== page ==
NFL Players Across the Country Take A Knee In Response To Trump

This could be a turning point for athletes speaking out on politics.

Baltimore Ravens outside linebacker Terrell Suggs, from left, Mike Wallace, former player Ray Lewis and inside linebacker C.J. Mosley kneel down during the playing of the U.S. national anthem at Wembley Stadium in London.Matt Dunham/AP

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Scores of NFL players linked arms and kneeled in defiance as the national anthem blared in stadiums across the country today, just two days after President Donald Trump criticized one of their own. Some didn’t participate in the national anthem at all, choosing to stay in their locker rooms, while the NFL’s only Muslim owner went beyond the team statement and stood on the field beside his players in protest. 

Current and former athletes, from Cleveland Caveliers star LeBron James to Seattle Seahawks wide receiver Doug Baldwin, lashed out after Trump called on NFL owners to fire players who protest during the national anthem at a rally in Alabama on Friday night. 

“Wouldn’t you love to see one of these NFL owners, when somebody disrespects our flag, to say, ‘Get that son of a bitch off the field right now, out, he’s fired. He’s fired!” Trump told the crowd, alluding to former San Francisco 49ers quarterback Colin Kaepernick, whose kneeling during the anthem to condemn police violence and racial injustice last season inspired others to join in protest.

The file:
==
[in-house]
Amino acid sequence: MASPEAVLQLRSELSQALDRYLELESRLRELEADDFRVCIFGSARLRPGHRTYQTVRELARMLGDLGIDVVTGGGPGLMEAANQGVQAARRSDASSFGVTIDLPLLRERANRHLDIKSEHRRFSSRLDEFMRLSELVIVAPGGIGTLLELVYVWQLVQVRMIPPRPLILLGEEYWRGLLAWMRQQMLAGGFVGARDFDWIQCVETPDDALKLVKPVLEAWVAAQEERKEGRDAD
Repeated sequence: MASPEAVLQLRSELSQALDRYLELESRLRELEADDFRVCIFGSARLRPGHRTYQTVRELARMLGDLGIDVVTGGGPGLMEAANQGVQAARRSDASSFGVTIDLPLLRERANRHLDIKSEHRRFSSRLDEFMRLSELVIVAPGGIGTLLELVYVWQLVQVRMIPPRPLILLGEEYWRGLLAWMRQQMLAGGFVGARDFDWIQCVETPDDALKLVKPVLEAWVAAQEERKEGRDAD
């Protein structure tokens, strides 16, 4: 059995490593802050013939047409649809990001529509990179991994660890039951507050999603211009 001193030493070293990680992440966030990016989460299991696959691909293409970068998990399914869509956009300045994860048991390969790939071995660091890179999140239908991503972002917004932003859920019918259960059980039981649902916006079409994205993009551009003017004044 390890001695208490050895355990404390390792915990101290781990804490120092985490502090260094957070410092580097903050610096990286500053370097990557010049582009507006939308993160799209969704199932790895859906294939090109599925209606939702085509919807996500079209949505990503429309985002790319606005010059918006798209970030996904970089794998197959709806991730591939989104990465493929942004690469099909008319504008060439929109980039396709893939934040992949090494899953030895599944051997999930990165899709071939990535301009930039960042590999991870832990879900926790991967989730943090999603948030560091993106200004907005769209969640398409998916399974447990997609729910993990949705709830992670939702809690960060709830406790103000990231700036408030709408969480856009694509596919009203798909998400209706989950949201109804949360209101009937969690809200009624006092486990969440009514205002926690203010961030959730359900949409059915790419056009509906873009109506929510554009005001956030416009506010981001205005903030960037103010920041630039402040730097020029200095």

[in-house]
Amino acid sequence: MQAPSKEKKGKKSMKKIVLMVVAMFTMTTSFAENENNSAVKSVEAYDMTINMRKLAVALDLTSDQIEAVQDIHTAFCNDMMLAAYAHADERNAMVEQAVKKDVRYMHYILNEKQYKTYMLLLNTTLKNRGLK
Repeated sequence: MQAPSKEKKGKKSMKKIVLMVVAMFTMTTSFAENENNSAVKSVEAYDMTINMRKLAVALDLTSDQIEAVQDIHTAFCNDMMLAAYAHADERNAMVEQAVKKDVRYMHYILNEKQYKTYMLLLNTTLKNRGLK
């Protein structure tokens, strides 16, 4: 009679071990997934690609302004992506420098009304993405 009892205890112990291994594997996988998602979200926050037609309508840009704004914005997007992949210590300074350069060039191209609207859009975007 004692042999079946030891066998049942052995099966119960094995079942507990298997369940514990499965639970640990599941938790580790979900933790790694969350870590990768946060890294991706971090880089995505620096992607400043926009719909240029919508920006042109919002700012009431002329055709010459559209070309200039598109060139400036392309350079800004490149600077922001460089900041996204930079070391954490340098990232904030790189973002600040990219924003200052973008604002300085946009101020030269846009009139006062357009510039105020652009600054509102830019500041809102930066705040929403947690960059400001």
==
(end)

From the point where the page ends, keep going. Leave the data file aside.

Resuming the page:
On Saturday night, Oakland A’s rookie catcher Bruce Maxwell, whose father was in the US army, became the first Major League Baseball player to take a knee during the national anthem. He explained to reporters why he joined in on the protests. 

More than a dozen members of the Baltimore Ravens and Jacksonville Jaguars took a knee during the US national anthem when the two sides faced off in London, England. Jaguars owner Shad Khan, who contributed $1 million to Trump’s campaign last year, locked arms with his fellow players and called it a privilege to stand with his players. “We have a lot of work to do, and we can do it,” Khan said in a statement, “but the comments by the President make it harder. That’s why it was important for us, and personally for me, to show the world that even if we differ at times, we can and should be united in the effort to become better as people and a nation.” 

Hours before their game against the Chicago Bears, Pittsburgh Steelers head coach Mike Tomlin told CBS that the team would stay in the locker room during the national anthem. 

https://twitter.com/DSky3/status/911998691631882241

Singer Rico Lavelle raised a fist and took a knee at the end of his national anthem performance before the Detroit Lions and Atlanta Falcons game. 

https://twitter.com/SInow/status/912001508744601600

https://twitter.com/SInow/status/912001987054653446

 

 

 

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You expect the big picture, and it's our job at Mother Jones to give it to you. And right now, so many of the troubles we face are the making not of a virus, but of the quest for profit, political or economic (and not just from the man in the White House who could have offered leadership and comfort but instead gave us bleach).

In "News Is Just Like Waste Management," we unpack what the coronavirus crisis has meant for journalism, including Mother Jones’, and how we can rise to the challenge. If you're able to, this is a critical moment to support our nonprofit journalism with a donation: We've scoured our budget and made the cuts we can without impairing our mission, and we hope to raise $400,000 from our community of online readers to help keep our big reporting projects going because this extraordinary pandemic-plus-election year is no time to pull back.

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